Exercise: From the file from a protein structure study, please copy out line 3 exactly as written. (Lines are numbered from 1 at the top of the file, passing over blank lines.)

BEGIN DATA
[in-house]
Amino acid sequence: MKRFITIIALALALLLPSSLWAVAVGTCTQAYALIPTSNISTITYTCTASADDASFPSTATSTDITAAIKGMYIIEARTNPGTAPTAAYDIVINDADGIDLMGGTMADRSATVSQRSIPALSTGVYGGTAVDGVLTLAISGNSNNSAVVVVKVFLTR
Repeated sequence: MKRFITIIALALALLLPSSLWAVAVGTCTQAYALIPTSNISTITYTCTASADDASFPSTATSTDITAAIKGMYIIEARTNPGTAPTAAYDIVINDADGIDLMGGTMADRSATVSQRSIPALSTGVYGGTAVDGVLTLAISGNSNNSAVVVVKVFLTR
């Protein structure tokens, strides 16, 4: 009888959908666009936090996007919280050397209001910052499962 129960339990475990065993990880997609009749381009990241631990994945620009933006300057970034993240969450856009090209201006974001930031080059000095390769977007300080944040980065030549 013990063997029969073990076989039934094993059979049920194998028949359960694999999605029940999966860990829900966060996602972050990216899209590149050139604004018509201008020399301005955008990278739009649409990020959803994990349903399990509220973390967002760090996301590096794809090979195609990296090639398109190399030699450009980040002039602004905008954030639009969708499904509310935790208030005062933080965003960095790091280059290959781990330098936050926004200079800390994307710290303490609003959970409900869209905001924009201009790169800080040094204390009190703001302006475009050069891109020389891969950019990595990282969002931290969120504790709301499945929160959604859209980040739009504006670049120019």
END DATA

Repeated sequence: MKRFITIIALALALLLPSSLWAVAVGTCTQAYALIPTSNISTITYTCTASADDASFPSTATSTDITAAIKGMYIIEARTNPGTAPTAAYDIVINDADGIDLMGGTMADRSATVSQRSIPALSTGVYGGTAVDGVLTLAISGNSNNSAVVVVKVFLTR